Father Pavone's office is a study in controlled chaos. Piles of paperwork that have long since overfilled the shelves are stacked on the floor. Research papers bump up against activism projects. A neat freak might flip but Father Pavone says he knows where everything is, and as proof, pulls out a CD that contains conversations taped at an abortion-providers conference.

"We got this from spies," he said. "It's important for us to know what the abortion people are saying to each other. If you want to know what is really going on, you go to the ones who are doing it."

Much of the priest's work takes place away from the New Dorp office.

Father Pavone has appeared for eight years on a show broadcast by the Eternal Word Television Network and he continues to write columns that are published in various Catholic publications across the country. He also does a radio show and is a frequent guest on television talk shows, including some, like "Hannity & Colmes," that are nationally syndicated.

Priests for Life also is active politically, working to put the abortion issue in the forefront for voters and politicians alike.

"We were very active in the elections in 2000 and last year," he said. "We stressed the point that religious believers need to be getting out and voting, and stressed the priority importance of a candidate's stand on abortion as a reflection of their attitude on protecting vulnerable life."

Although Priests for Life's primary mission is to empower priests to become more involved in the pro-life cause, Father Pavone sees the effort as an ecumenical one, and recently he was elected president of the National Pro-Life Religious Council, an umbrella group that unites mainline Protestant organizations working to end abortion.


During a recent working trip to Orlando, Fla., Father Pavone had the chance to meet a 7-year-old girl whose birth was very special to him.

The girl's mother was inside an abortion clinic in Orlando, prepared to terminate her pregnancy, when she looked outside at the protesters gathered and spotted a priest in his Roman collar.

"She said that our prayers strengthened her," Father Pavone recalled.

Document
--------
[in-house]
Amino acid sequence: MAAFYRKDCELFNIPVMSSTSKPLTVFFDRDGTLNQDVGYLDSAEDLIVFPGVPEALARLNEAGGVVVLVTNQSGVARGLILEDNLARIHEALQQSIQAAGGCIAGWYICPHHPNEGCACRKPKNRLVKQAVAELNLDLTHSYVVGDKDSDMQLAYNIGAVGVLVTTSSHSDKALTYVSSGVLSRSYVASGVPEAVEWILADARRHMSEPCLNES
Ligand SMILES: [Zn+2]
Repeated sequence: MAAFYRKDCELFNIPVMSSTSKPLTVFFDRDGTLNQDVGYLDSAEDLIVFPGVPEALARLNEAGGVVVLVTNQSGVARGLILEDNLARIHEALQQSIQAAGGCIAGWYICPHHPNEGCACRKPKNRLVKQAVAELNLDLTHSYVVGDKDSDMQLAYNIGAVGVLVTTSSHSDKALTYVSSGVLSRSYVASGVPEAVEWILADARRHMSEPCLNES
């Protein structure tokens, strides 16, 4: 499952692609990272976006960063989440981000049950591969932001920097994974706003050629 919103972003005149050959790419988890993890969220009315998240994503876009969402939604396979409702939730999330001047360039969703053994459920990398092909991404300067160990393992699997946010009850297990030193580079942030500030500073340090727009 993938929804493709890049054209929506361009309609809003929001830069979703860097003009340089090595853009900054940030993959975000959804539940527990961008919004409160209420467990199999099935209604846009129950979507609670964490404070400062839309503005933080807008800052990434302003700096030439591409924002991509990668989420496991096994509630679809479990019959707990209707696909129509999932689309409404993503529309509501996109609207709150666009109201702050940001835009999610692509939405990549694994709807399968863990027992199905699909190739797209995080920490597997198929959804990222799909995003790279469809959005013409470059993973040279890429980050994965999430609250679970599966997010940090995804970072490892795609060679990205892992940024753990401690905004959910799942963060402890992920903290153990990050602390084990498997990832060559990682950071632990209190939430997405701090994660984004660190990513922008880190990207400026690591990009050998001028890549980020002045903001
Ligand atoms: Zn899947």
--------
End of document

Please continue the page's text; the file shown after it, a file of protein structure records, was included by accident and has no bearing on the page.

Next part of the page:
Now the little girl born of that pregnancy is named Guadalupe, in honor of the image of Our Lady of Guadalupe that Father Pavone's group carried to the abortion clinic.

"It was such an amazing thing," to meet her, he said of the little girl who doesn't yet understand their connection. "She said she wants to be a doctor, a doctor for children."

On the other hand, Father Pavone has his detractors -- oddly enough, they come both from the pro-life and the pro-choice camps.

In April 2001, Father Pavone was being honored for his election work by the National Right to Life Committee. A state senator, Eric Schneiderman, who represents parts of Manhattan and the Bronx, organized a protest outside the Waldorf Astoria to accuse Father Pavone of supporting violence in the fight against abortion. The Right to Life Committee hired two bodyguards who never left Father Pavone's side.

On the other side of the coin, a pro-life Web site recently bestowed upon him the "Neville Chamberlain Award," for appeasing pro-choice advocates with his vow to give $50,000 to anyone who provides authorities with information on people involved in shootings at abortion clinics.

"I always condemn violence," Father Pavone said. "But we do encourage people to come out there and protest. The right to do that is essentially American."

Father Pavone said the very fact that he's controversial shows Priests for Life is doing what it set out to do.

"If the pro-abortion people did not complain about us over the last 10 years, then we would know we were not making an impact," he said. "But they do pay attention to the things we do."

Leslie Palma-Simoncek is the religion editor for the Staten Island Advance.


Priests for Life
PO Box 236695 • Cocoa, FL 32923
Tel. 321-500-1000, Toll Free 888-735-3448 •